I remember the day when I realized that there was more to life than results. Outcomes, important, defining, and impactful, are secondary to how one got there. As adamantly as I believe in this, I am also struck by the difficulty of evaluating the journey. Ideas driven by good intentions do not always work. People with good hearts can harm others, without intent or malice. For a long time I cannot have struggled with a universal measure for steps along the journey.
I see to have forgotten the obvious question, why? In the absence of someone stating the why, one can look at the steps through the lens of holistically making things better and see if they come into focus. If one is not sure, why not ask?
I already know I will find this challenging.
It can be difficult to ask why with an open mind. Pre-judgment, bias, and conclusions all play into one’s attitude, body language, and tone.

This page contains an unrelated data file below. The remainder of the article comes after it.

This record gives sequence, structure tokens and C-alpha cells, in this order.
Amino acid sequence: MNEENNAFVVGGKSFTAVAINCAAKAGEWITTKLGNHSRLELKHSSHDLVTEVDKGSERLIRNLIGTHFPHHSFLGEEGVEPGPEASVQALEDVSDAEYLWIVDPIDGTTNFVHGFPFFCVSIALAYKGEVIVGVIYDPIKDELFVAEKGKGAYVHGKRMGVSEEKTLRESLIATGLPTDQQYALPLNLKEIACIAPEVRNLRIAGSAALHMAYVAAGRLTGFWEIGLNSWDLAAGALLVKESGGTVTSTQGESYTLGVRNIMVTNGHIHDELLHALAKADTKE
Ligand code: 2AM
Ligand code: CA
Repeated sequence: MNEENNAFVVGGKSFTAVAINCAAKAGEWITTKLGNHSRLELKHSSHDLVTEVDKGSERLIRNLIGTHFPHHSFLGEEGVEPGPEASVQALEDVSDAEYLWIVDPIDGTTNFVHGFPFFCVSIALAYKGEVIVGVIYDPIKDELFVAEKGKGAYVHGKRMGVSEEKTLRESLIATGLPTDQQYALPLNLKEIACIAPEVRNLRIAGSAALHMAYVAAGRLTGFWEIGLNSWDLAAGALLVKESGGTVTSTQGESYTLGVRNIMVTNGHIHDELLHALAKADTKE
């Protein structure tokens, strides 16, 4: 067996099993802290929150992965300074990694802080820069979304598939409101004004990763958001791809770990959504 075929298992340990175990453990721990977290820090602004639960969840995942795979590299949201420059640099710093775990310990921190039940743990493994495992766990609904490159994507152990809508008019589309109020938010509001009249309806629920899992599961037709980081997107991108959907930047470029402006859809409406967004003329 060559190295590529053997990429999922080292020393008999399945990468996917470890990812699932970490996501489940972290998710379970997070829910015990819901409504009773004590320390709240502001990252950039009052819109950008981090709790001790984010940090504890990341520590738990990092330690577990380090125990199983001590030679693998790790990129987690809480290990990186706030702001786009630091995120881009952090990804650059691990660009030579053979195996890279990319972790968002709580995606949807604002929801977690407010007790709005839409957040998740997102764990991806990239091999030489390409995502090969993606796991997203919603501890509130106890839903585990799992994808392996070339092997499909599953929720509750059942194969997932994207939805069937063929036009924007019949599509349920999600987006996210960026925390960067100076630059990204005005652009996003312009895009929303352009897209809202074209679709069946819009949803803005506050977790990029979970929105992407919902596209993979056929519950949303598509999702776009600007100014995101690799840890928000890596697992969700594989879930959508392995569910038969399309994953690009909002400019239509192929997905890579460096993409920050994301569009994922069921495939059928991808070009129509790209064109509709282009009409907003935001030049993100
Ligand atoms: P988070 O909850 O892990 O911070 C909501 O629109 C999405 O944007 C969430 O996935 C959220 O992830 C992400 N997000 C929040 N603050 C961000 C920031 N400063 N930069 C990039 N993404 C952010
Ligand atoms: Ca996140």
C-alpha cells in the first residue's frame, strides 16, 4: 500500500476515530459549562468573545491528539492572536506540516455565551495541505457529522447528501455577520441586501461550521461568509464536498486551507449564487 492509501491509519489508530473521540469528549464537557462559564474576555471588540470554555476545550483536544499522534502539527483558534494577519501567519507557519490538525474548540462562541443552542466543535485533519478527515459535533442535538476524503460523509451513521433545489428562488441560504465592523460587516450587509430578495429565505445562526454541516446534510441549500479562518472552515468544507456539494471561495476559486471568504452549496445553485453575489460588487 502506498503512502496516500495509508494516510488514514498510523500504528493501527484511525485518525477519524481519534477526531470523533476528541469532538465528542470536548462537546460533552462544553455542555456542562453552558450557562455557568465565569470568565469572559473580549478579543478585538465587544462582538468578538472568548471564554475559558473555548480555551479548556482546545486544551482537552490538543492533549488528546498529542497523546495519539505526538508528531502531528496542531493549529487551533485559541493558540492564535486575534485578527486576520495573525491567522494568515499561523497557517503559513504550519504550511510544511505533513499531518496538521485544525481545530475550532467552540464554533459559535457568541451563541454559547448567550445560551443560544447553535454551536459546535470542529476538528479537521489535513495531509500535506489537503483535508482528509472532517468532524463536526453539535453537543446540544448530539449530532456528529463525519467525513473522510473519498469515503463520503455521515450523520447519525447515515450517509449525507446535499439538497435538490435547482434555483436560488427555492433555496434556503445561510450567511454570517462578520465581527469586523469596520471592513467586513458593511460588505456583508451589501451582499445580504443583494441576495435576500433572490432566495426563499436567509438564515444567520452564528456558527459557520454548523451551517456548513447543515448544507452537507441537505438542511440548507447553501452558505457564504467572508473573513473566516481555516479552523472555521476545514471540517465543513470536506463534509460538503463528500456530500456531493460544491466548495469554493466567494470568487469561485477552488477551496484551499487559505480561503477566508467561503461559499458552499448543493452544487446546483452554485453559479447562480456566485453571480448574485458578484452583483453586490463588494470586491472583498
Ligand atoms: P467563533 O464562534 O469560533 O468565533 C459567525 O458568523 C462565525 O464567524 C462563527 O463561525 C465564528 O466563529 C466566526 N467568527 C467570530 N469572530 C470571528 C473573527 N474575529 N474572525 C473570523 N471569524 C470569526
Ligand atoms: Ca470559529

If one is open, the answer may be difficult to accept or deal with. Candor can cut deep. Honesty can be a blunt instrument.
As I wrestled with the why, a second question came into focus. When I am trying to help a team succeed, why trumps – my success or the ideas I am hoping they adopt? In short, why am I trying to get them to change?
Male ego, the need to dominate, suggests that I can do both. Regardless of the answer, I am still let with the obvious. Ideas adopted or personal glory; which comes first?
One victory noted his triumph; “I nailed them; they were down for good; then I walked all over them.” (Psalm 18.38) I wonder, did he do it physically? Was his victory about personal glory or the winning idea?
An adversary was asked a question; his answer was my idea. My opponent was holding something great. I found myself feeling good and wondering why I did not care about the triumph. I realized I still had a winning idea, there were no losers, and we all won.